Monitor Data Flows

APPLIES TO: Azure Data Factory Azure Synapse Analytics

After you have completed building and debugging your data flow, you want to schedule your data flow to execute on a schedule within the context of a pipeline. You can schedule the pipeline using Triggers. For testing and debugging you data flow from a pipeline, you can use the Debug button on the toolbar ribbon or Trigger Now option from the Pipeline Builder to execute a single-run execution to test your data flow within the pipeline context.

When you execute your pipeline, you can monitor the pipeline and all of the activities contained in the pipeline including the Data Flow activity. Click on the monitor icon in the left-hand UI panel. You can see a screen similar to the one below. The highlighted icons allow you to drill into the activities in the pipeline, including the Data Flow activity.

Screenshot shows icons to select for pipelines for more information.

You see statistics at this level as well including the run times and status. The Run ID at the activity level is different than the Run ID at the pipeline level. The Run ID at the previous level is for the pipeline. Selecting the eyeglasses gives you deep details on your data flow execution.

Screenshot shows the eyeglasses icon to see details of data flow execution.

When you're in the graphical node monitoring view, you can see a simplified view-only version of your data flow graph. To see the details view with larger graph nodes that include transformation stage labels, use the zoom slider on the right side of your canvas. You can also use the search button on the right side to find parts of your data flow logic in the graph.

Screenshot shows the view-only version of the graph.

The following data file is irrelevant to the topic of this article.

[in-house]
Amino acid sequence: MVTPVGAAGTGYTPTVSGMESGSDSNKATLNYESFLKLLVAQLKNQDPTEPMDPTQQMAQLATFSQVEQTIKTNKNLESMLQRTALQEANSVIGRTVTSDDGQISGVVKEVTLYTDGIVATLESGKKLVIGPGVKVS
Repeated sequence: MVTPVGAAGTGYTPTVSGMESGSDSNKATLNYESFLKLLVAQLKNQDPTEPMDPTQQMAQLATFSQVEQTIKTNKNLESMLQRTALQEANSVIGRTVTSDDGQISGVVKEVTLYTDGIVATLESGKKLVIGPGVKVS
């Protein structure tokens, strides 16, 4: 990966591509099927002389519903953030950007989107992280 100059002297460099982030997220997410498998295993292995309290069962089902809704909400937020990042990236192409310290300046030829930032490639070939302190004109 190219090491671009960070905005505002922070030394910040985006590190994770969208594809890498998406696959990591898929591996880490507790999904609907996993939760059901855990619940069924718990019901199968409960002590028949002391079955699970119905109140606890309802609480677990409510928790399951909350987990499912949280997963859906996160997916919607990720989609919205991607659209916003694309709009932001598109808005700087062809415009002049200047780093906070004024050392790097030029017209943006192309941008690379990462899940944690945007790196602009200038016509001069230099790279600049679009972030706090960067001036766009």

View Data Flow Execution Plans

When your Data Flow is executed in Spark, the service determines optimal code paths based on the entirety of your data flow. Additionally, the execution paths may occur on different scale-out nodes and data partitions. Therefore, the monitoring graph represents the design of your flow, taking into account the execution path of your transformations. When you select individual nodes, you can see "stages" that represent code that was executed together on the cluster. The timings and counts that you see represent those groups or stages as opposed to the individual steps in your design.

Screenshot shows the page for a data flow.

  • When you select the open space in the monitoring window, the stats in the bottom pane display timing and row counts for each Sink and the transformations that led to the sink data for transformation lineage.

  • When you select individual transformations, you receive additional feedback on the right-hand panel that shows partition stats, column counts, skewness (how evenly is the data distributed across partitions), and kurtosis (how spiky is the data).

  • Sorting by processing time will help you to identify which stages in your data flow took the most time.

  • To find which transformations inside each stage took the most time, sort on highest processing time.

  • The rows written is also sortable as a way to identify which streams inside your data flow are writing the most data.

  • When you select the Sink in the node view, you can see column lineage. There are three different methods that columns are accumulated throughout your data flow to land in the Sink. They are:

    • Computed: You use the column for conditional processing or within an expression in your data flow, but don't land it in the Sink
    • Derived: The column is a new column that you generated in your flow, that is, it was not present in the Source